“Beneath the Skin: Baptists and Racism” will screen Tuesday, Dec. 2, at Second Baptist Church in downtown Little Rock from 6:30-8:30 p.m. The free event also features the participation of several well-known figures.
“Beneath the Skin,” released by EthicsDaily.com in October, shows that racism is far from eradicated—inside or outside the church—but it also highlights how many Baptists are working together in proactive ways to break down the racial and ethnic walls of division and to be faithful to the Bible’s moral vision.
The 35-minute DVD screening will form the centerpiece of a larger program managed by CBF of Arkansas.
Following the screening will be a panel discussion moderated by Marion Humphrey, a circuit judge and Presbyterian minister.
The panel will include Fitz Hill, president of Arkansas Baptist College and a DVD interviewee. Hill was formerly head football coach at San Jose State University and will soon release his book CrackBack! Throwing a Flag on the College Football Forces That Blindside Black Coaches.
Joining Hill on the panel will be Mark DeYmaz, pastor of MosaicChurch in Little Rock and a recognized leader in the multi-racial/multi-ethnic church planting movement; Sybil Hampton, president emeritus of Winthrop Rockefeller Foundation; and Mary Ferguson, a longtime advocate for race relations work in Arkansas.
The program will also feature a special presentation by Steven Arnold, senior pastor of St. Mark Baptist Church in Little Rock, about St. Mark’s current ministry partnerships. St. Mark is the largest African-American church in Arkansas.
The event will take place only a couple of miles away from the historic Central High School—site of the 1957 Little Rock school integration crisis.
“This conversation could not happen at a more appropriate time in our community and in our nation,” wrote Ray Higgins, coordinator of CBF of Arkansas, in an e-mail to constituents. “We need mutual understanding, mutual respect, mutual friendships, and ministry partnerships that advance the common good and the Kingdom of God as we live and serve as the presence of Christ in our community.”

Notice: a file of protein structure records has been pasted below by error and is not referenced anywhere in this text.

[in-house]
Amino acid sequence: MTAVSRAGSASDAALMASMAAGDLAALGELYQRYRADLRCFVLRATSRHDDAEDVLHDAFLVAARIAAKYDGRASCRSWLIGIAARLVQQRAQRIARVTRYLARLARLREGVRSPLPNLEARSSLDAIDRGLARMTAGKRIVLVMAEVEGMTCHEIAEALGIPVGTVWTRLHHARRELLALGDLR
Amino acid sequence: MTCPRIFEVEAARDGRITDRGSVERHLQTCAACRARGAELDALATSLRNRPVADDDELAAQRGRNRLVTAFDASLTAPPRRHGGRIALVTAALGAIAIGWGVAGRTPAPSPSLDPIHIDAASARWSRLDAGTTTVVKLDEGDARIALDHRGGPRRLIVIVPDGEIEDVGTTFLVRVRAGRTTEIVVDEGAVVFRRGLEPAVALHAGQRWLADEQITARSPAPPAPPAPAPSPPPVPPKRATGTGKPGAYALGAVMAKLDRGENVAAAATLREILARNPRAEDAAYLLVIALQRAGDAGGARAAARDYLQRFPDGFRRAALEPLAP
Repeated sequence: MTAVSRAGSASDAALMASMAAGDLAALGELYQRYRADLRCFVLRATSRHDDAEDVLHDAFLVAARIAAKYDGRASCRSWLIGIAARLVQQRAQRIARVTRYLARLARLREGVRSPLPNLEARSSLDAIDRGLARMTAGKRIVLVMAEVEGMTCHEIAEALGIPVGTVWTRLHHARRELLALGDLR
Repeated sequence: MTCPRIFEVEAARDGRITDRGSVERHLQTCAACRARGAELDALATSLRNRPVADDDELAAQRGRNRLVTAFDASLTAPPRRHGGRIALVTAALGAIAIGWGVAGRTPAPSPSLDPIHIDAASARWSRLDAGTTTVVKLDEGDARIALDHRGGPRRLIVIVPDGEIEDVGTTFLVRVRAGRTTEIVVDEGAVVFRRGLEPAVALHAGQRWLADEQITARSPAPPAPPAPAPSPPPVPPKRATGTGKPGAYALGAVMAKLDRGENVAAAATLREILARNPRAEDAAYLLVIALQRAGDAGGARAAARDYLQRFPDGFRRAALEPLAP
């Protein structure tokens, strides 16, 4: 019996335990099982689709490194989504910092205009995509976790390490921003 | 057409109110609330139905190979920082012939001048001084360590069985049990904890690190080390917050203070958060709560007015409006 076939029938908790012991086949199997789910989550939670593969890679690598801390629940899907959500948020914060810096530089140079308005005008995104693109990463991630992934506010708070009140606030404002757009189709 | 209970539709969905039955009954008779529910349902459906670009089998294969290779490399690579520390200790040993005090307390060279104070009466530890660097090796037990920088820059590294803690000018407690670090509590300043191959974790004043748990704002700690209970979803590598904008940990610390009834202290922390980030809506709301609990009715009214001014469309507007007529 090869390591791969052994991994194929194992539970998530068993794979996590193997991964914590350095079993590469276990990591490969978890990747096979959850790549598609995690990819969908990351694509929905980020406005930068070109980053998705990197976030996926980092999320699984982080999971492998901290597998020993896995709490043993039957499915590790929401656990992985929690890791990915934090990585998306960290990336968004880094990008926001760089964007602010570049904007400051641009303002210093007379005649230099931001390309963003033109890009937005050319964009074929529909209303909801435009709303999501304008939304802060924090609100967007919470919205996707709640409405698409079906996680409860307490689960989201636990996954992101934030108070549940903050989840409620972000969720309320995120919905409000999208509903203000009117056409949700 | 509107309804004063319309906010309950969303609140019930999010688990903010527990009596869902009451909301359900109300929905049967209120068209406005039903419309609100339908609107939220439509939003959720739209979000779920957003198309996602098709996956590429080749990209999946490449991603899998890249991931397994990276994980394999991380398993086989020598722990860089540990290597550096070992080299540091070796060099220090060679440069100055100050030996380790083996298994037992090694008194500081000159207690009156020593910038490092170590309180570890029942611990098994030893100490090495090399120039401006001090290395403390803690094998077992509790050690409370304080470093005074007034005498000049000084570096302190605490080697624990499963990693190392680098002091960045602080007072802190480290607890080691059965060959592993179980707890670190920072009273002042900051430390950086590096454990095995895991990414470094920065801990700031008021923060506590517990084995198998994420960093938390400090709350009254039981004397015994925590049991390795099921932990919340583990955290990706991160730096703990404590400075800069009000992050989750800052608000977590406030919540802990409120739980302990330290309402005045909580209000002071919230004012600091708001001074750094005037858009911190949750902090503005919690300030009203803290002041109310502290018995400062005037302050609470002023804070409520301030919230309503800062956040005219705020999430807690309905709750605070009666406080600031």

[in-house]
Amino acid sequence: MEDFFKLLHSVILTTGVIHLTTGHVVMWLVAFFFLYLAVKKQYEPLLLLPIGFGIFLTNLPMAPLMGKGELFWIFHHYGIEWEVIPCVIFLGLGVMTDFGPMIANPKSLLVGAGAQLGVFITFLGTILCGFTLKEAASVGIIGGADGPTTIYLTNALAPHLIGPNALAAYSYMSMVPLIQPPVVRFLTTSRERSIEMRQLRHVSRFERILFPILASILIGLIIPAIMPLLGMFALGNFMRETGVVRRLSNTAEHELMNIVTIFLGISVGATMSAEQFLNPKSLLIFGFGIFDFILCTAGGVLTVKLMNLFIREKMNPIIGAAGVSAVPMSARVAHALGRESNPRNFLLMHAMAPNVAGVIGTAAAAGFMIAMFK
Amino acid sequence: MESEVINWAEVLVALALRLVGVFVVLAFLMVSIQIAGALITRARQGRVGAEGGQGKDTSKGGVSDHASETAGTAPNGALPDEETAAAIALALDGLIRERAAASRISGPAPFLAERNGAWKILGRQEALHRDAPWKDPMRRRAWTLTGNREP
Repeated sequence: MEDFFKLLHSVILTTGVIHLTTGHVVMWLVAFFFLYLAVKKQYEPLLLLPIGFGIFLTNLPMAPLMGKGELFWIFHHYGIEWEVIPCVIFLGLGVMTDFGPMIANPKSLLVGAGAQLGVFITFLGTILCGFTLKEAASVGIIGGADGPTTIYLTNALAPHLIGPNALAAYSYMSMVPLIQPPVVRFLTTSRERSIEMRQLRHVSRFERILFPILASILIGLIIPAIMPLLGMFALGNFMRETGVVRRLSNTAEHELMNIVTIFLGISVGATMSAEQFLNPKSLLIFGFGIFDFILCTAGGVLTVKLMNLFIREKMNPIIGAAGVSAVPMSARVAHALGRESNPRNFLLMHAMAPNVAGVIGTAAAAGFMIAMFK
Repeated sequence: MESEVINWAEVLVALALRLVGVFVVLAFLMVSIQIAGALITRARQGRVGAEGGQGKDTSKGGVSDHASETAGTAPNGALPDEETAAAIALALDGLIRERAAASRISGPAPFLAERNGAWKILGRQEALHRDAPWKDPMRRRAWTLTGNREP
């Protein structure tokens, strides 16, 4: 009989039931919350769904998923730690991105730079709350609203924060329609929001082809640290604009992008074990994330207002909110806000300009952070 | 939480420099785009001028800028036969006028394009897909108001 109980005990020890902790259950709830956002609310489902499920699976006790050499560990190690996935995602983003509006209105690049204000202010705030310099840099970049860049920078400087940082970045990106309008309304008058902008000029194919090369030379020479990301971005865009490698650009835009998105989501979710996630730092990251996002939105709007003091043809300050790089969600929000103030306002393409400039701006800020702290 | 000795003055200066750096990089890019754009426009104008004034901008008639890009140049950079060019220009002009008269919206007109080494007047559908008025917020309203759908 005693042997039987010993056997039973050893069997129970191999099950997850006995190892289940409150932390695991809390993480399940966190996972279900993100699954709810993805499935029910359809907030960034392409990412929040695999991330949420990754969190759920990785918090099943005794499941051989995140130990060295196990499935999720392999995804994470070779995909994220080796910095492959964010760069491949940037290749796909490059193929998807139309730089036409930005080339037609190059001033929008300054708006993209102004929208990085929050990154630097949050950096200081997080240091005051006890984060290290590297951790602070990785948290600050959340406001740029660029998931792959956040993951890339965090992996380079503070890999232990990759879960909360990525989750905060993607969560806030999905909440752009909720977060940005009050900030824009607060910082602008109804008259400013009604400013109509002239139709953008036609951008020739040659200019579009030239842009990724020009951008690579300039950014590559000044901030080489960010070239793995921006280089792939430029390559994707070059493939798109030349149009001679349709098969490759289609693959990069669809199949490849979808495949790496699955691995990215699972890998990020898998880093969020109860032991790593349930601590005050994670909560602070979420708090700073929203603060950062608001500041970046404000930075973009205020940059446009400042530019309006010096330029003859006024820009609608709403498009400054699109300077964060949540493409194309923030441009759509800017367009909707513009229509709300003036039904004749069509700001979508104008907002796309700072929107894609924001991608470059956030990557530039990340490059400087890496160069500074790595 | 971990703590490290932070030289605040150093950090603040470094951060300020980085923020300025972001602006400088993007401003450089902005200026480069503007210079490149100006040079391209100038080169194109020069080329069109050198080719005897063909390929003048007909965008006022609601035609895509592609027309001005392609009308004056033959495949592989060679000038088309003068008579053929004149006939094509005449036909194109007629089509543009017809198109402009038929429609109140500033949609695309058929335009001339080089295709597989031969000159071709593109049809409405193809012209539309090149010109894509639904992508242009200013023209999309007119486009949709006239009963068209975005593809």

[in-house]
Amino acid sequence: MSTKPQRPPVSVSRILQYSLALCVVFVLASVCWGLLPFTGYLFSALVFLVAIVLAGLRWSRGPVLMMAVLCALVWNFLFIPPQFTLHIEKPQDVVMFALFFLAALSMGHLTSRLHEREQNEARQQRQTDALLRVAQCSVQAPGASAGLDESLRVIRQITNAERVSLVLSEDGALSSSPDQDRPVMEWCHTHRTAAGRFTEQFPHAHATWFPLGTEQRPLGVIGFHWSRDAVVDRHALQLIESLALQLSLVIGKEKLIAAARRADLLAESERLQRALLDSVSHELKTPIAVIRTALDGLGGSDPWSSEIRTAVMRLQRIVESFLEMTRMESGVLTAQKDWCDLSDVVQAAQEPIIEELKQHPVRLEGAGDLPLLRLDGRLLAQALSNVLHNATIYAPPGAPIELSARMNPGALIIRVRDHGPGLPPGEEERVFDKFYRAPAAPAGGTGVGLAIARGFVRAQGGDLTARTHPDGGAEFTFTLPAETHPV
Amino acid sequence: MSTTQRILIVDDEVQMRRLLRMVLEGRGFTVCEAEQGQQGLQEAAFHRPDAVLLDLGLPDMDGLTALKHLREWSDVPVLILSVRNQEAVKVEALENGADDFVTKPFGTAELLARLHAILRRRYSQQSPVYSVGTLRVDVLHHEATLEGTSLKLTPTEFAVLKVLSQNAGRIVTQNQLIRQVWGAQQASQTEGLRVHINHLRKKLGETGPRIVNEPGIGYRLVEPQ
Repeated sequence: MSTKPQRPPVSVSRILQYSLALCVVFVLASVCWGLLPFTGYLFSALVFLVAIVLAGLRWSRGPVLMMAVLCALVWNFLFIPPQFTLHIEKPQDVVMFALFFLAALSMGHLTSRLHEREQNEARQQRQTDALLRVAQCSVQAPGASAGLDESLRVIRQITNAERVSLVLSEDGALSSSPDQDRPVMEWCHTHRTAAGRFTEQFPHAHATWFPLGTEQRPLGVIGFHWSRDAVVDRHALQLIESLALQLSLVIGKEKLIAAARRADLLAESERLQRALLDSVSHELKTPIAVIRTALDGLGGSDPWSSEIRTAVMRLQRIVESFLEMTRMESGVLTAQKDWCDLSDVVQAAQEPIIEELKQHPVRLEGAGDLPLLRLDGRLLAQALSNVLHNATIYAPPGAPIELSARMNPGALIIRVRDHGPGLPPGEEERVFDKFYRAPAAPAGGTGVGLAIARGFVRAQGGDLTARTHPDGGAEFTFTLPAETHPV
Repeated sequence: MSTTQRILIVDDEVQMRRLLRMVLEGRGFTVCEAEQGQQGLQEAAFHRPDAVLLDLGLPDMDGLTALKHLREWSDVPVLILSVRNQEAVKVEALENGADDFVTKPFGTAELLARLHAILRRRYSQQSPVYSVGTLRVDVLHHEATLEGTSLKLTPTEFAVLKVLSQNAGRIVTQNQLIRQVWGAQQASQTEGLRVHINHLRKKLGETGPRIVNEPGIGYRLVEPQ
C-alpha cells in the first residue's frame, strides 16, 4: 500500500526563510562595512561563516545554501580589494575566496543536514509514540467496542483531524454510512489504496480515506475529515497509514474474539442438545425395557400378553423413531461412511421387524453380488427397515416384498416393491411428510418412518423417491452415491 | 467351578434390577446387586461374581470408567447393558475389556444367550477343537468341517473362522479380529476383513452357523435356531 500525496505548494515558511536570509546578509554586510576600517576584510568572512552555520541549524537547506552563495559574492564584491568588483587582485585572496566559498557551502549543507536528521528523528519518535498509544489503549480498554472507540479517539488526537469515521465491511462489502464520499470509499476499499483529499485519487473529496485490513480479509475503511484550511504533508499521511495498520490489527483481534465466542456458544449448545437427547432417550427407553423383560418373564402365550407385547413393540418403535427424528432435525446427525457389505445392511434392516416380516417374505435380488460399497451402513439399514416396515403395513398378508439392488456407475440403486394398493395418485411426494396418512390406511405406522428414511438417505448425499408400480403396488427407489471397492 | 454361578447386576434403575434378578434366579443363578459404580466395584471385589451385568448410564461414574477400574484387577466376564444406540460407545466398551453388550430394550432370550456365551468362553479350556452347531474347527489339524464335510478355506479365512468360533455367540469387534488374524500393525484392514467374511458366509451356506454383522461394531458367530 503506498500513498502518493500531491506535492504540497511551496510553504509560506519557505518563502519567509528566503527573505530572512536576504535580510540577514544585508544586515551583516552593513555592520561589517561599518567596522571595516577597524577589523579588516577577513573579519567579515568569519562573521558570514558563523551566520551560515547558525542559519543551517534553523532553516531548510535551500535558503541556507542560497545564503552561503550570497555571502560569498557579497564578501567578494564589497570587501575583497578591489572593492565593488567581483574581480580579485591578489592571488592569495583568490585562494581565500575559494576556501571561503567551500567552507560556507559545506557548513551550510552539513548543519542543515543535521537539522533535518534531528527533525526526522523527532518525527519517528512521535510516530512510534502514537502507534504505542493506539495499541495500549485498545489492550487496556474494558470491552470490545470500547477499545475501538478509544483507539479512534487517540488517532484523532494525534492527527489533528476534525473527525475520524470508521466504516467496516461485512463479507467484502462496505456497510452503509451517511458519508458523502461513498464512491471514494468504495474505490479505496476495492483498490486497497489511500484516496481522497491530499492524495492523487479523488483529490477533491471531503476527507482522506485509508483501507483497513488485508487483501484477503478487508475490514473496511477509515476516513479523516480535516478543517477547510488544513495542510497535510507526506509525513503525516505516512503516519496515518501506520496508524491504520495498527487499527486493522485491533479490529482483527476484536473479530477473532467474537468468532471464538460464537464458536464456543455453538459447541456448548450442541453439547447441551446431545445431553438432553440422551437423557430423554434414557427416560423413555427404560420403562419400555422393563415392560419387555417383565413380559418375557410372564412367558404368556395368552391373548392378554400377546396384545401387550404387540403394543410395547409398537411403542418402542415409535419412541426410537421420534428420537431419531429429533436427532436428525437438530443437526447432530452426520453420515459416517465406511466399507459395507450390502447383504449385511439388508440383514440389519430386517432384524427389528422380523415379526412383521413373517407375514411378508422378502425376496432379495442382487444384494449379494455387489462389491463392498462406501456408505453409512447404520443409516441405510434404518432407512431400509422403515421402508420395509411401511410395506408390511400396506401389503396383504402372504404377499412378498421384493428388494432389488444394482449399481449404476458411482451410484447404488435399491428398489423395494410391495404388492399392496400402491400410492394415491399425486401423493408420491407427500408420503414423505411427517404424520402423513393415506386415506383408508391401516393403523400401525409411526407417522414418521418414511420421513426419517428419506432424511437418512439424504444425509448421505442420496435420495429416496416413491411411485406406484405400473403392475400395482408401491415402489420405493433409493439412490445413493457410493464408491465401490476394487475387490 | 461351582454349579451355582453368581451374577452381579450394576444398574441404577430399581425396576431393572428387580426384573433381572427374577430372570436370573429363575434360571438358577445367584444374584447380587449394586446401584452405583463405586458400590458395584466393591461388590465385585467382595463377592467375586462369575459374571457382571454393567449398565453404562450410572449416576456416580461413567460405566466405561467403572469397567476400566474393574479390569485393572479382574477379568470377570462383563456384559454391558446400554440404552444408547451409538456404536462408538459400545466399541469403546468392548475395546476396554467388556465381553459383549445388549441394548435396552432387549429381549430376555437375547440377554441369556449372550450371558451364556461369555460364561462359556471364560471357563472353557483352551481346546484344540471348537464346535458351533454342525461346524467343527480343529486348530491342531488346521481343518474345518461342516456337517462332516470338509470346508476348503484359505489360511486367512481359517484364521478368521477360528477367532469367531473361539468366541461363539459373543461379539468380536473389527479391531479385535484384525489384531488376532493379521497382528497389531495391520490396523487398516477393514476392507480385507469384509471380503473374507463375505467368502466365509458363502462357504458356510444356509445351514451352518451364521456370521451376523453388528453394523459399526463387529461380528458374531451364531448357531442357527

Higgins also situated the event “in the spirit of the New Baptist Covenant.” The New Baptist Covenant gathering took place Jan. 30-Feb. 1, 2008, and brought together several dozen Baptist organizations in North America—representing black, brown and white memberships—to foster new partnerships and a renewed commitment to social justice.
“Beneath the Skin” earned the “Best Documentary” award at the International Black Film Festival of Nashville in October. It received a special showing at the Southern Appalachian International Film Festival on Nov. 14 and will also screen at the Cine-Fest Film Festival in Louisville on Dec. 6.
“Beneath the Skin” considers past mistakes and future challenges regarding racial unity and social justice. From the trans-Atlantic slave trade to the current immigration debate, “Beneath the Skin” peels back prejudices and confronts them with biblical mandates. Interviewees come from nearly a dozen states and represent the best in Baptist life, including: preacher and activist Will Campbell, Aidsand Wright-Riggins of American Baptist Churches USA, and Javier Elizondo of Baptist University of the Americas.
The DVD, which comes with two versions, four “featurettes” and a free, downloadable study guide, is available for purchase by churches, libraries and individuals.
Cliff Vaughn is managing editor of EthicsDaily.com.